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U.S. Space Force Requests $800M Increase in R&D, $456M More for Acquisition

By Frank Wolfe | June 1, 2021

      A ULA Atlas V rocket carrying the AEHF-5 mission for the U.S. Air Force Space and Missile Systems Center lifts off from Space Launch Complex-41 at 6:13 a.m. ET on Aug. 8, 2019. Photo: United Launch Alliance

      The U.S. Space Force (USSF), which became an independent military service in December, 2019, is requesting $11.3 billion for research and development in the service’s fiscal 2022 budget — an $800 million increase from the fiscal 2021 enacted amount — and about $2.8 billion in procurement, a $456 million increase over fiscal 2021.

      The USSF asks for more than $2.4 billion in R&D for the Lockheed Martin Next-Generation Overhead Persistent Infrared (Next-Gen OPIR) missile warning system, $132 million more than the fiscal 2021 funded amount.

      In January, Lockheed Martin received a contract modification worth up to $4.9 billion on the company’s existing contract for Next-Gen OPIR for work associated with the manufacturing, assembly, integration, test, and delivery of the first three Next-Gen OPIR satellites and delivery of ground mission unique software and ground sensor processing software. The Jan. 4 Air Force award to Lockheed Martin was the expected, “Phase 2” follow-on contract to the 2018 award to the company for the development of the three satellites.

      In August, 2018, the Air Force said that the Next-Gen OPIR award to Lockheed Martin was sole-source because “only Lockheed Martin Space has the ability to meet” the first satellite’s launch date of fiscal year 2025 and award to any other company “would result in an unacceptable schedule delay in fulfilling the Air Force’s urgent fielding requirements and substantial duplication of cost to the government that is not expected to be recovered through competition.”

      The USSF, in its fiscal 2022 budget request, said that it is using Middle Tier Acquisition authorities “to rapidly prototype solutions.”

      “This expedited pathfinder approach delivers the first resilient Geosynchronous satellite and associated ground system in FY 2025 and the first polar satellite in FY 2028,” USSF said.

      Bolstering Space Domain Awareness (SDA) to deter potential adversaries and avoid space collisions is also a prime concern for USSF research and development. Future U.S. military SDA sensors include the National Reconnaissance Office’s (NRO) Silentbarker and and USSF’s Deep Space Advanced Radar Capability (DARC). The USSF’s fiscal 2022 budget request funds DARC at $123 million–a $90 million increase over fiscal 2021.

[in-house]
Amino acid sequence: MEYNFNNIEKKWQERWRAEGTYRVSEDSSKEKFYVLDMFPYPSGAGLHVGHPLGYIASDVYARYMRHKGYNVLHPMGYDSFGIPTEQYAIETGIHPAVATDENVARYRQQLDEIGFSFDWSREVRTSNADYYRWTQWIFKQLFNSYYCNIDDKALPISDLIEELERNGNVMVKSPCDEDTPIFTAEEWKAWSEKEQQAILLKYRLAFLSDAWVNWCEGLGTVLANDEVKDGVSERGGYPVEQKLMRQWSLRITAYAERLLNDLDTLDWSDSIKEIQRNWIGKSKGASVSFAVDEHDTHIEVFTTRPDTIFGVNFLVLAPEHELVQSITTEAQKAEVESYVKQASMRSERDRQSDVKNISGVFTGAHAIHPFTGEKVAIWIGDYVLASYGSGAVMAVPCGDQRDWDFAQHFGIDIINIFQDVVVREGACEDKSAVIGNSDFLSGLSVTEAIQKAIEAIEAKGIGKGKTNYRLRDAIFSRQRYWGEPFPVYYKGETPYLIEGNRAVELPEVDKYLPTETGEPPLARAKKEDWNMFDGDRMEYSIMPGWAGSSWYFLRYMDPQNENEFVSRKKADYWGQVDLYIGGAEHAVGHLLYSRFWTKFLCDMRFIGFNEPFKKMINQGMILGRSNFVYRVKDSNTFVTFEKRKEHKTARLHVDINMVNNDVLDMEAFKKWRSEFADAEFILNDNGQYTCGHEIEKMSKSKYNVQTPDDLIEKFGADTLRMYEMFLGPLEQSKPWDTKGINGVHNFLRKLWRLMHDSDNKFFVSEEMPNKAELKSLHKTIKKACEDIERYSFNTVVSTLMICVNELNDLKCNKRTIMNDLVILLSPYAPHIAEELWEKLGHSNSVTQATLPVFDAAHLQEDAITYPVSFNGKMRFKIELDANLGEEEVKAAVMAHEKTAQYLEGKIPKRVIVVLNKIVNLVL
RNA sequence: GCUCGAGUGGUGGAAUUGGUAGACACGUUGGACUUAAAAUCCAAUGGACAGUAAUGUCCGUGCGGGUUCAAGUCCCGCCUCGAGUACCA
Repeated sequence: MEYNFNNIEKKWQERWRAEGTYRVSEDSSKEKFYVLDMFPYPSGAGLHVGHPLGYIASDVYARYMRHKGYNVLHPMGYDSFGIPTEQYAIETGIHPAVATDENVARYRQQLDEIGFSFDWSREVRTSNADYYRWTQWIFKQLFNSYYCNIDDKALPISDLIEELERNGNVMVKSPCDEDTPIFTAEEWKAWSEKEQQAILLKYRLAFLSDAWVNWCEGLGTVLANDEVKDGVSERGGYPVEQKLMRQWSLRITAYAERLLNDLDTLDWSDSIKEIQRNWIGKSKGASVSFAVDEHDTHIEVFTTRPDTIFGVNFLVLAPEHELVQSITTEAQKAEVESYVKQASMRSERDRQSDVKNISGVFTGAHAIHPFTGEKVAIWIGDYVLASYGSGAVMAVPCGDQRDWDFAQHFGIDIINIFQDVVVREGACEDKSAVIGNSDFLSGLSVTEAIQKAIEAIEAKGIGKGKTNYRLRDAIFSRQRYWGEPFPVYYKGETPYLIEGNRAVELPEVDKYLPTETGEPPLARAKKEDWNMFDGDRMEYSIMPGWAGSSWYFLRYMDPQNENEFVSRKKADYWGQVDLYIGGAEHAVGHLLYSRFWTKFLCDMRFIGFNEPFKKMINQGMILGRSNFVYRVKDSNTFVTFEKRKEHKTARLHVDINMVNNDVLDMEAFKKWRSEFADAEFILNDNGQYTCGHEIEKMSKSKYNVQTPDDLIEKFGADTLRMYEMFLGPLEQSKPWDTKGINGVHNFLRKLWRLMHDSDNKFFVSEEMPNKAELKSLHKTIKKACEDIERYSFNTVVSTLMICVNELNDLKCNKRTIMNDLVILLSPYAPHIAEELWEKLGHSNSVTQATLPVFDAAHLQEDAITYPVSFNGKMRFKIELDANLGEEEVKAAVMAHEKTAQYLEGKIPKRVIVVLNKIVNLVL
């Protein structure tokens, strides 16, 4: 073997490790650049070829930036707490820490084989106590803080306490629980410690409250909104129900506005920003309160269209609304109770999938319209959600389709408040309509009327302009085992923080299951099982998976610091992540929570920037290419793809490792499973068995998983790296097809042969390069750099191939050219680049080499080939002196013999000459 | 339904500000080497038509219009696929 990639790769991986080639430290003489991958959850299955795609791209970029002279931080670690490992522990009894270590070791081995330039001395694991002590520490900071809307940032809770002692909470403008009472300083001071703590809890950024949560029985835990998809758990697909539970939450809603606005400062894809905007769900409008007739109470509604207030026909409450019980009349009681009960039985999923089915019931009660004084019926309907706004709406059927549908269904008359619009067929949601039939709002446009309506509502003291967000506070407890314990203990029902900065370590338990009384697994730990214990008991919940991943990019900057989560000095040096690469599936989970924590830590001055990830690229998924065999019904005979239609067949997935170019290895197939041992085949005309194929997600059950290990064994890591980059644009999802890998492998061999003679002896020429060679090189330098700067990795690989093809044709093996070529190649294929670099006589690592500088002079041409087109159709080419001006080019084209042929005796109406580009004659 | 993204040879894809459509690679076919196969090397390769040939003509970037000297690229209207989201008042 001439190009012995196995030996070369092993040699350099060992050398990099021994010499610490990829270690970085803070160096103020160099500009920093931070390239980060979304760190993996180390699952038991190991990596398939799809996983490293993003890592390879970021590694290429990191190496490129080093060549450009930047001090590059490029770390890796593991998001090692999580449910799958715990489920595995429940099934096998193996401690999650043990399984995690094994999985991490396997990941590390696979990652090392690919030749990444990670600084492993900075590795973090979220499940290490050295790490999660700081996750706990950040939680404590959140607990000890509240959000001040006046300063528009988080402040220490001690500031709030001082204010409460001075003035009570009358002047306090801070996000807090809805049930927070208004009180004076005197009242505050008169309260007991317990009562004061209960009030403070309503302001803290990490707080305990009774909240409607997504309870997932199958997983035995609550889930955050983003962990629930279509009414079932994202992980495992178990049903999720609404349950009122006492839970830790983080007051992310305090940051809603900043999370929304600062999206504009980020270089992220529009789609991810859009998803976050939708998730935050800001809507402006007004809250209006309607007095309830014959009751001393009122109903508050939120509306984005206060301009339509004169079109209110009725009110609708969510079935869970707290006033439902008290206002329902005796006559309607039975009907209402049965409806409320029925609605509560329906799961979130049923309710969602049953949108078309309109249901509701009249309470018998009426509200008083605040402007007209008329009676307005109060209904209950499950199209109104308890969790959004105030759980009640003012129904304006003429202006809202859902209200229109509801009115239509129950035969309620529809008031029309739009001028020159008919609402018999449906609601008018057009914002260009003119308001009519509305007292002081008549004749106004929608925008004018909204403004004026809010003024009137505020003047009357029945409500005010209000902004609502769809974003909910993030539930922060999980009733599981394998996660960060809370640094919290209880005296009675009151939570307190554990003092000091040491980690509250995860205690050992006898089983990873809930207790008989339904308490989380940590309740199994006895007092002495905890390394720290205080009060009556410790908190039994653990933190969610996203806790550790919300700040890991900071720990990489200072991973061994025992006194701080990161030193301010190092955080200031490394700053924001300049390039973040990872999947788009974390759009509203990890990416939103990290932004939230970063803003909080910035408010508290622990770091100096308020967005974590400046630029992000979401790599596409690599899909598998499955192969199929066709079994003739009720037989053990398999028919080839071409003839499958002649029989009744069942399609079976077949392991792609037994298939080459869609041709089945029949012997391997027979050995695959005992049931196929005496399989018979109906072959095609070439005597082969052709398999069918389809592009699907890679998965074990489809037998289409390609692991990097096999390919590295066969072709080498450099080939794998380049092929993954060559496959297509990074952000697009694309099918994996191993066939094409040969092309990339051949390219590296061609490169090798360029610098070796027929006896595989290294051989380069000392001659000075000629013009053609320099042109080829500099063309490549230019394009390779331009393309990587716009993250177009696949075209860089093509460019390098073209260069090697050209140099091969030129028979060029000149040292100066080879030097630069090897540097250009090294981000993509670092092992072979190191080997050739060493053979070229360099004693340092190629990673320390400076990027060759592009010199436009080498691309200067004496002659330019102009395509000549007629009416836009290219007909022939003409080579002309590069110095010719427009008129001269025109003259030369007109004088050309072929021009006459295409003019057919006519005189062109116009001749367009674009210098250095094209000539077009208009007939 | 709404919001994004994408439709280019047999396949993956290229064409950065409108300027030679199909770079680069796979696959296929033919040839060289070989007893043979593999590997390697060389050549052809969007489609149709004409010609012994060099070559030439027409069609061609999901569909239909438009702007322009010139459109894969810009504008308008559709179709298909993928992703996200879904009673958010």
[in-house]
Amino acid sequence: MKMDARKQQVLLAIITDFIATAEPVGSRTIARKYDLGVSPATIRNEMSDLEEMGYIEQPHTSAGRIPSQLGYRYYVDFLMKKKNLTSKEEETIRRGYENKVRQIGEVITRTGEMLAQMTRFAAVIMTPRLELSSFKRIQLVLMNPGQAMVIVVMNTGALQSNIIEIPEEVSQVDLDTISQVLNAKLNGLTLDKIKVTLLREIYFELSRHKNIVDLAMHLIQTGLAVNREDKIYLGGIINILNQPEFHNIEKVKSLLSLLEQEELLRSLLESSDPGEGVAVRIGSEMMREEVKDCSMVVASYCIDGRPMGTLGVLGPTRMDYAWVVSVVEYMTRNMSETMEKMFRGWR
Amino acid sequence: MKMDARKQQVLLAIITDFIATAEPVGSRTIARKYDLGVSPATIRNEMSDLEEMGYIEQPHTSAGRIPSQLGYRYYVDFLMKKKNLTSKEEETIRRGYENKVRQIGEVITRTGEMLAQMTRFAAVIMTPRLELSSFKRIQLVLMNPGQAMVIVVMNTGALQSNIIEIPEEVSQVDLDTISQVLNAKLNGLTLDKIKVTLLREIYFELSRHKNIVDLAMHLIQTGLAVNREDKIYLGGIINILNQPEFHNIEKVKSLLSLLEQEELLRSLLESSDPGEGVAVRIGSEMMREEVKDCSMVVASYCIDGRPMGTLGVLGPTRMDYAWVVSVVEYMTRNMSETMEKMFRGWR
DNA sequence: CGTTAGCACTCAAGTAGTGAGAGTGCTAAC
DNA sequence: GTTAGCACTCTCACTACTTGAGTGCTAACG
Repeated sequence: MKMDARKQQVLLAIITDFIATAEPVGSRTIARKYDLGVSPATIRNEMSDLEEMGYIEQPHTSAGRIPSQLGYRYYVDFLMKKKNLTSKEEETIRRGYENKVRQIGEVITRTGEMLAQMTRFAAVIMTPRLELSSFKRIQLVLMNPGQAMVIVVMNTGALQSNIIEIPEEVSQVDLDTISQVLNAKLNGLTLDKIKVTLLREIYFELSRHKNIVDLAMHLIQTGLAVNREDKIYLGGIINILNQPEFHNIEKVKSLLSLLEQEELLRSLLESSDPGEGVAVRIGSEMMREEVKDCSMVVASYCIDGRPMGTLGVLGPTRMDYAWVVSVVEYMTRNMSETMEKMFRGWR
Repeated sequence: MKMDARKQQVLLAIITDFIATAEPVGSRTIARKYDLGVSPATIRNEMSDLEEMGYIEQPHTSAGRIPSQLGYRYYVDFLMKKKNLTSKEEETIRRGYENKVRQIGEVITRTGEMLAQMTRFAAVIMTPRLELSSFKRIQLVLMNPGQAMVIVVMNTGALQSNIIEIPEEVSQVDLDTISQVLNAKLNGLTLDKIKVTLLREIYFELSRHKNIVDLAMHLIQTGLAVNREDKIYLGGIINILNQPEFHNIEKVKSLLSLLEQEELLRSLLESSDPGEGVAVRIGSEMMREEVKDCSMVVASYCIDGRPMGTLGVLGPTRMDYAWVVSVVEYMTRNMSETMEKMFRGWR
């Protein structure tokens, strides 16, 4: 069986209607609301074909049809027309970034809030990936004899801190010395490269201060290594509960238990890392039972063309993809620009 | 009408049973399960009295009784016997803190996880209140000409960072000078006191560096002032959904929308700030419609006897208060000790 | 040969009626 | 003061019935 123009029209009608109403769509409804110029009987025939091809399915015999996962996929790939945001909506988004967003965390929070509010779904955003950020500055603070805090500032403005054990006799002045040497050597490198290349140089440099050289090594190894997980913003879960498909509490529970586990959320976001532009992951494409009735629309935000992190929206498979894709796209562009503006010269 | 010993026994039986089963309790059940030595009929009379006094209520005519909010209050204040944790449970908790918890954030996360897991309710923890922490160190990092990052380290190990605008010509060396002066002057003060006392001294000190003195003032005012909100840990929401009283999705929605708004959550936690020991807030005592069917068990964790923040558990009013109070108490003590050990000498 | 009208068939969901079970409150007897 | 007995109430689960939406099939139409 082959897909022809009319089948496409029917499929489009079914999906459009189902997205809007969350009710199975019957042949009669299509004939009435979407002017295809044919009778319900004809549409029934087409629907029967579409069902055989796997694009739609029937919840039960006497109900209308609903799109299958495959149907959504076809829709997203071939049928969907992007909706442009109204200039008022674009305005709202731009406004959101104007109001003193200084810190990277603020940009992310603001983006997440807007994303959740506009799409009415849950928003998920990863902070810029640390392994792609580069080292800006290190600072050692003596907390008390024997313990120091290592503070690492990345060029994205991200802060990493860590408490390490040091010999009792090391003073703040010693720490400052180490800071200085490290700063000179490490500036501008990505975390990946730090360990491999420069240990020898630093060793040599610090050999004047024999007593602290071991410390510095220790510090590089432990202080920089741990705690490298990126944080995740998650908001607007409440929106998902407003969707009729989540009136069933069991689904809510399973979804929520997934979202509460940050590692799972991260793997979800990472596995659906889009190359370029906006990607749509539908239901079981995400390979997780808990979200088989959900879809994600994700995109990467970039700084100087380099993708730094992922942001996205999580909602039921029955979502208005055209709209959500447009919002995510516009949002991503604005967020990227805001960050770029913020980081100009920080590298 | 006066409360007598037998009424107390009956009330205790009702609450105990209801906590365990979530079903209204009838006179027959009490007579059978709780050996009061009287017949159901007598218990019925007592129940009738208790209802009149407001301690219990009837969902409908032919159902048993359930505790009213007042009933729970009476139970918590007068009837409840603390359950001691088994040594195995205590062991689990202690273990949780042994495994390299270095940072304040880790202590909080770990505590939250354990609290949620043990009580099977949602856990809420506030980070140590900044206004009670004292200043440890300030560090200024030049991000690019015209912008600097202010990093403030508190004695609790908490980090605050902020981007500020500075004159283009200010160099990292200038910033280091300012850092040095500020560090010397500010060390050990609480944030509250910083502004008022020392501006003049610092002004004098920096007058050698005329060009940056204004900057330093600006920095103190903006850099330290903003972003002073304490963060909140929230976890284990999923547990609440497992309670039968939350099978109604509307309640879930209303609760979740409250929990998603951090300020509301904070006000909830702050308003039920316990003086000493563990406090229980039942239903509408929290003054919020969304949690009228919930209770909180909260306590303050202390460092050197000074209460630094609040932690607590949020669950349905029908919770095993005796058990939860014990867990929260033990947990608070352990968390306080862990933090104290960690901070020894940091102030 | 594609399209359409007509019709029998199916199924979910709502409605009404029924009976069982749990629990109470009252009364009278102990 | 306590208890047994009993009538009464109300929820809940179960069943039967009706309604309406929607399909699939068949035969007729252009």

Johns Hopkins Applied Physics Laboratory has been working on DARC, and a subsequent contract may come this summer. Pentagon budget plans had called for more than $141 million for DARC in fiscal 2022 and more than $200 million through 2025. A ground based sensor, DARC is to provide better tracking of foreign and domestic deep space objects in Geostationary Orbit (GEO).

      In USSF’s fiscal 2022 budget request the service also requested $243 million in R&D for Protected Tactical Satcom (PTS) — a $43 million increase over fiscal 2021 for “increased resilience and capacity,” USSF said. In February and March last year, USSF’s Space and Missile Systems Center (SMC) awarded prototype contracts for PTS to Lockheed Martin, Boeing, and Northrop Grumman.

      The R&D program increases outlined in the USSF budget materials on May 28 add up to $434 million — a figure that leaves open the question of where the USSF fiscal 2022 budget blueprint devotes the remaining $366 million of its requested $800 million R&D increase.

      One distinct possibility for the remaining, proposed USSF R&D increase is the Space-Based Ground Moving Target Indicator (Space-Based GMTI) radar effort to replace the aging Air Force Joint STARS aircraft by Northrop Grumman.

      USSF Chief of Space Operations Gen. John “Jay” Raymond divulged the Space-Based GMTI effort this month and said that USSF would use “the full spectrum of options and try to leverage commercial more than we’ve done in the past..and drive competition.”

      Much of the $456 million USSF requested increase for procurement in fiscal 2022 lies with National Security Space Launch (NSSL) — the successor to the Evolved Expendable Launch Vehicle program. USSF requests more than $1.3 billion in procurement for five NSSL vehicles, an increase of two vehicles and $341 million from fiscal 2021.

      Last Aug. 7, under Phase 2 of NSSL, USSF’s SMC, in partnership with the NRO, awarded United Launch Alliance (ULA) a $337 million for two classified launches in 2022 — USSF-51 and USSF-106, and SpaceX a $316 million contract for one classified mission launch — USSF-67. Delays recently surfaced in planned USSF missions under NSSL.

      The first USSF launch with SpaceX’s Falcon Heavy rocket for the classified USSF-44 mission, carrying a TETRA-1 prototype Geostationary Orbit (GEO) satellite and a larger satellite, has slipped from July to October, and the first USSF launch of the ULA Vulcan Centaur has slipped from the second quarter of next year to 2023.

      This piece was first published by Via Satellite’s sister publication Defense Daily